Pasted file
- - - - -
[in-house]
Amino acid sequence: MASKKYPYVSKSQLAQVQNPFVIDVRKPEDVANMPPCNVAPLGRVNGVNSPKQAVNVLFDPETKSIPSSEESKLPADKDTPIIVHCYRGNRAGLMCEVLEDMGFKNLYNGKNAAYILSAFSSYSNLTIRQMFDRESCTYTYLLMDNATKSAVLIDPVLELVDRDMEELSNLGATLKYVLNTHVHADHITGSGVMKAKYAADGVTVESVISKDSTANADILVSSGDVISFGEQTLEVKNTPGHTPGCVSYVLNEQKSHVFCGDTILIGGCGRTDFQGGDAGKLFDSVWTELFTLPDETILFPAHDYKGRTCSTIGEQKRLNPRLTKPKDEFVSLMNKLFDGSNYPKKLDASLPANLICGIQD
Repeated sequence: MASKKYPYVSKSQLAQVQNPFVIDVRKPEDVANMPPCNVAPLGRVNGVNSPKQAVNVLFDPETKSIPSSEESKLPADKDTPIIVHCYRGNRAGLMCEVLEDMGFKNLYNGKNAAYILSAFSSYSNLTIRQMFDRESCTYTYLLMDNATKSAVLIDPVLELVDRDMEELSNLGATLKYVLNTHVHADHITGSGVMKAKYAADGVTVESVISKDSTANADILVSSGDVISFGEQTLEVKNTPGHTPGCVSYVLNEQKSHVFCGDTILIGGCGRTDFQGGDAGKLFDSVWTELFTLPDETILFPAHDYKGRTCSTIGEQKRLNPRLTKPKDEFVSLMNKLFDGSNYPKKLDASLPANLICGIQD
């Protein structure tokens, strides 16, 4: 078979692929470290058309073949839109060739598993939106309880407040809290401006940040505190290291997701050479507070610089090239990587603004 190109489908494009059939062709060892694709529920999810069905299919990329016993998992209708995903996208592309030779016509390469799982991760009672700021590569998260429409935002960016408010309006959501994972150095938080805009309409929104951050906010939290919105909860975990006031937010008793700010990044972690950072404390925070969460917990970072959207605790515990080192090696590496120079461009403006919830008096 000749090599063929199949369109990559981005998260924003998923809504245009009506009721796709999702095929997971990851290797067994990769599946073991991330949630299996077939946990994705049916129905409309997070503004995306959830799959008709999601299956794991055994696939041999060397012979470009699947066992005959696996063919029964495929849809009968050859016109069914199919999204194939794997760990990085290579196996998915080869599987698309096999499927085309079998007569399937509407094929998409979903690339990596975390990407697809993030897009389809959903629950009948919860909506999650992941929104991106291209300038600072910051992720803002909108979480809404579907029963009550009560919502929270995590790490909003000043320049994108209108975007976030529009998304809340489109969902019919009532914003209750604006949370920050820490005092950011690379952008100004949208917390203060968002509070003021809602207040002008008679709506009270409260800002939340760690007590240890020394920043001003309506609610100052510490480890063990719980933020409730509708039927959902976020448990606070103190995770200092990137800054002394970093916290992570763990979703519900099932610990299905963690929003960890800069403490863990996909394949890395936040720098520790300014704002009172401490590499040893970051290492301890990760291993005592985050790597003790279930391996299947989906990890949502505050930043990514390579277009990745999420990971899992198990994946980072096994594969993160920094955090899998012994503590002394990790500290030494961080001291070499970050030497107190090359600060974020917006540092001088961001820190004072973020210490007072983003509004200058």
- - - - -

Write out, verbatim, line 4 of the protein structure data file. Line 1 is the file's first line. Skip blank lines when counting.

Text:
């Protein structure tokens, strides 16, 4: 078979692929470290058309073949839109060739598993939106309880407040809290401006940040505190290291997701050479507070610089090239990587603004 190109489908494009059939062709060892694709529920999810069905299919990329016993998992209708995903996208592309030779016509390469799982991760009672700021590569998260429409935002960016408010309006959501994972150095938080805009309409929104951050906010939290919105909860975990006031937010008793700010990044972690950072404390925070969460917990970072959207605790515990080192090696590496120079461009403006919830008096 000749090599063929199949369109990559981005998260924003998923809504245009009506009721796709999702095929997971990851290797067994990769599946073991991330949630299996077939946990994705049916129905409309997070503004995306959830799959008709999601299956794991055994696939041999060397012979470009699947066992005959696996063919029964495929849809009968050859016109069914199919999204194939794997760990990085290579196996998915080869599987698309096999499927085309079998007569399937509407094929998409979903690339990596975390990407697809993030897009389809959903629950009948919860909506999650992941929104991106291209300038600072910051992720803002909108979480809404579907029963009550009560919502929270995590790490909003000043320049994108209108975007976030529009998304809340489109969902019919009532914003209750604006949370920050820490005092950011690379952008100004949208917390203060968002509070003021809602207040002008008679709506009270409260800002939340760690007590240890020394920043001003309506609610100052510490480890063990719980933020409730509708039927959902976020448990606070103190995770200092990137800054002394970093916290992570763990979703519900099932610990299905963690929003960890800069403490863990996909394949890395936040720098520790300014704002009172401490590499040893970051290492301890990760291993005592985050790597003790279930391996299947989906990890949502505050930043990514390579277009990745999420990971899992198990994946980072096994594969993160920094955090899998012994503590002394990790500290030494961080001291070499970050030497107190090359600060974020917006540092001088961001820190004072973020210490007072983003509004200058």